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Hoi An 1

I called this post Hoi An 1. I should probably have called it Hoi an BCC (Before Camera Class) and the next post  Hoi ACC (After Camera Class). I took an excellent camera class in Hoi An and hopefully you will see a marked improvement in my photography skills in the next post.

Hoi An is a wonderful little city. It has the 3rd largest GDP in VN behind Hanoi and Saigon, and it is almost all based on tourism. The center of the tourist industry is what they call ancient town. Hoi An was spared any combat or destruction in the French or American wars. Thus, the buildings are all authentically old. In the part of town called ancient town, they have wisely prohibited "modern" vehicles, basically anything with a motor. It makes for nice pedestrian passages. The economy is based upon shopping.

If you do not want to walk around ancient town, hire a Pedacycle!

In ancient town they say there are 500 tailors. I think that is a low estimate. My wife got some work clothes made and I had one shirt made for my "Happy Buddha" body.

There are also a couple of dozen shoe stores where you can have any type of shoes made, in any color, as outrageous as you want. I mean if you want shoes made with the Starbucks logo, no problem. Of course if you want shoes with wings, here they are! You can be the envy of your bowling league after a trip to Hoi An!

Ancient town is split into two parts, the Chinese and and the Japanese area, connected by this Japanese bridge.

The Chinese area has a large assembly area which dates back about 600 years. Built by a series of Chinese traders, it is a beautiful area with fountains and gardens and worth a visit.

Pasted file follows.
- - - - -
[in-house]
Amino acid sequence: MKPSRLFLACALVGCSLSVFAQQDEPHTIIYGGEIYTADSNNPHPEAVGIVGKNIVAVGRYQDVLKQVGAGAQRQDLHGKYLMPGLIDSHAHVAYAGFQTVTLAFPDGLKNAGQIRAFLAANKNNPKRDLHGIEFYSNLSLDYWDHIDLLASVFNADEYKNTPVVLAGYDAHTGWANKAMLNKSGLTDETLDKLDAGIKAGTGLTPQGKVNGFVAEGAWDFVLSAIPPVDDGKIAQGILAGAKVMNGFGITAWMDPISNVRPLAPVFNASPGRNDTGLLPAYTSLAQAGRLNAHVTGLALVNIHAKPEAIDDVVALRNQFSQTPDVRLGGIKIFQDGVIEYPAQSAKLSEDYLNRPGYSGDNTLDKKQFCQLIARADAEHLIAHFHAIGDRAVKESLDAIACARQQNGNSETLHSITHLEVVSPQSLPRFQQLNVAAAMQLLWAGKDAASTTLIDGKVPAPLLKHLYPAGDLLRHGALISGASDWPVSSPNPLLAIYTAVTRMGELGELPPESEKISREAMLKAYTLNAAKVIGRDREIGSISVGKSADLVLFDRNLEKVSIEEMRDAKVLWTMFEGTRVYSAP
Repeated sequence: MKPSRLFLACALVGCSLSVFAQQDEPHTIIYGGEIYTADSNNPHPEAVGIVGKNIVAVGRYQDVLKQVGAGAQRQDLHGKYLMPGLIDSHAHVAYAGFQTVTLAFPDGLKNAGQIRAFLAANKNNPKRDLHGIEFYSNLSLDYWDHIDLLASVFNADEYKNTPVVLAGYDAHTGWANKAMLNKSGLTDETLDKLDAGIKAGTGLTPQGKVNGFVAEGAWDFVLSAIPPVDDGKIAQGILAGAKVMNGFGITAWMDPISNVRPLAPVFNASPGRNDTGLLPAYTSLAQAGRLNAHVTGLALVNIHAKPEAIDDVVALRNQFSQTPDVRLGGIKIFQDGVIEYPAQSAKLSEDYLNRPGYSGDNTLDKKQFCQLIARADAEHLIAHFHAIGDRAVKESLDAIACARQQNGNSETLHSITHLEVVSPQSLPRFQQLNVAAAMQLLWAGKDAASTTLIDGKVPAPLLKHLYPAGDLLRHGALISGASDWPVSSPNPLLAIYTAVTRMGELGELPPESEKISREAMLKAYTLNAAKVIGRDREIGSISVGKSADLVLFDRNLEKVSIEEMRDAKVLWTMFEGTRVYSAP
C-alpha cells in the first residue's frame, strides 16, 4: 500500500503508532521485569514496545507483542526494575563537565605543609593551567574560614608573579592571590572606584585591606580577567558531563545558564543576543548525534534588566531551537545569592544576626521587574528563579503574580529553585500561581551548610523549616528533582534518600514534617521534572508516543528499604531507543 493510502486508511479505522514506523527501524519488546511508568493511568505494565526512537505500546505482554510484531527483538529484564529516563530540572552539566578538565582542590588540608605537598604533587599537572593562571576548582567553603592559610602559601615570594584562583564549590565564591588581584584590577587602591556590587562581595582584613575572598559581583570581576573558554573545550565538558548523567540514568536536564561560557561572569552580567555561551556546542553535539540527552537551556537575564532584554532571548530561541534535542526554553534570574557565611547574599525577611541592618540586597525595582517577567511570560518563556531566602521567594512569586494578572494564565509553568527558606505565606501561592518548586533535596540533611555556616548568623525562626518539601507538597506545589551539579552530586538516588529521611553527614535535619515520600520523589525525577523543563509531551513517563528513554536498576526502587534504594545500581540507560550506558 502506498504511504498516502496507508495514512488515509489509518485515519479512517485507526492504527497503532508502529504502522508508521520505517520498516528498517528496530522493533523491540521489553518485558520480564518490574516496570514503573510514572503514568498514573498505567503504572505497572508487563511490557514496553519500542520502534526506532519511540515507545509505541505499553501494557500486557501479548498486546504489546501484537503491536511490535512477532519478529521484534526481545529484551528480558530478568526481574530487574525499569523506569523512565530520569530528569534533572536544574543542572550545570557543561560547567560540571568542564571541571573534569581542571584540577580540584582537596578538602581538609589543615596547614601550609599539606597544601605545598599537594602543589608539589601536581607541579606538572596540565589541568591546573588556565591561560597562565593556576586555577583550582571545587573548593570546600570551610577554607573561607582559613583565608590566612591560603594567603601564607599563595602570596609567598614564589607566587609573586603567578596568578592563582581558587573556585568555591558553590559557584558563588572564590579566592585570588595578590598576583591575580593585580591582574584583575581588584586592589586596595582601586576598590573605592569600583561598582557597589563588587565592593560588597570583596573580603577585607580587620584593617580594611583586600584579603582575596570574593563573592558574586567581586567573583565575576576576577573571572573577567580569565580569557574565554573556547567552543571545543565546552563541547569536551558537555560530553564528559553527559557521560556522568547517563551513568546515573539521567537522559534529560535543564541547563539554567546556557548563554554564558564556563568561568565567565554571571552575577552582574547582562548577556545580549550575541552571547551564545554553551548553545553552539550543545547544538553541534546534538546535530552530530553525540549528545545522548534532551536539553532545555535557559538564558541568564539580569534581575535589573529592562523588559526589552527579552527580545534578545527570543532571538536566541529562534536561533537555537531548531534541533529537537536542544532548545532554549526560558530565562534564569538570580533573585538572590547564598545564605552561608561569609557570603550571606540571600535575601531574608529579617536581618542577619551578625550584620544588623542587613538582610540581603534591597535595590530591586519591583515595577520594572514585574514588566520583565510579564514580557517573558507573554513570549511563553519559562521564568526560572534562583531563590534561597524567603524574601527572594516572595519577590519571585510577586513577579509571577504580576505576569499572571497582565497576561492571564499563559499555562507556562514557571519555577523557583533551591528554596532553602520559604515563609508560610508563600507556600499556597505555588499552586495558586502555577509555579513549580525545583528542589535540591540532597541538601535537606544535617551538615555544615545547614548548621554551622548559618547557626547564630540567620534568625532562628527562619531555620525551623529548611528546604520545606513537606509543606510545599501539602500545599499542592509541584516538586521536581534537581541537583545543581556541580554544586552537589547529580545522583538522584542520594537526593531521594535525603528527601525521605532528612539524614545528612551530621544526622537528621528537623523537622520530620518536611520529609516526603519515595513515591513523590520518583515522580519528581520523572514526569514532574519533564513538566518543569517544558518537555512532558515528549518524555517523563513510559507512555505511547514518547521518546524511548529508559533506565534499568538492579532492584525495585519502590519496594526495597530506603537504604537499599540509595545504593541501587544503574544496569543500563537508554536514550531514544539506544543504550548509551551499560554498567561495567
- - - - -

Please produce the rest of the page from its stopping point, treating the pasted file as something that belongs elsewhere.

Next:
We splurged in Hoi An and stayed at the Victoria Hotel. It had a great beach, but most importantly, an excellent Spa. This is where Mary Ann spent the day while I was taking my photo class.

The hotel had beautiful grounds and wedding parties came there to pose for pictures. All over Hoi An, we saw brides posing for pictures.

We decided to spend a day in a cooking class, where we thought we might learn some of the secrets behind the incredible food in VN. It started with a visit to a community of 50 or so families that together run a set of organic gardens. This might be an endangered enterprise because the young people are not becoming farmers like the previous generations.

A farmer watering his onion crop.

A woman harvesting her lettuce.

It is a large garden area, probably 5 acres. It sells veggies to restaurants and at the markets.

Next we went to the local market to buy ingredients for what we would be cooking. Everything from peas to pig ears were available, all fresh, and ripe.

An important part of Vietnamese cooking is fish sauce. It is locally made. My next post will cover a fish sauce factory, which ALMOST made me rethink ever using it again..but...

The entrance to the red Bridge cooking school.

We made our own rice noodles. This is not as easy as it looks! Our instructor was trained in Hanoi at a school called KOTO (Know One Teach One) which was started by some Aussie expats to take disadvantaged youth off the streets and give them a career in the restaurants serving the booming tourist sector.

Soon enough we had enough noodles made.

Then we prepared the ingredients we had bought at the garden and at the market.

And soon it was soup! Delicious soup.

The soup went down well with a local beer.

That does it for Hoi An BCC. The next day I took a photography class, and I really think my skills have improved.

Stay tuned for Hoi An ACC. Tell a friend. Thanks for reading and be my buddy and make a comment!

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One Response so far.

  1. zuzana t says:

    I enjoy looking at your photographs tremendously! Thank you for sharing.

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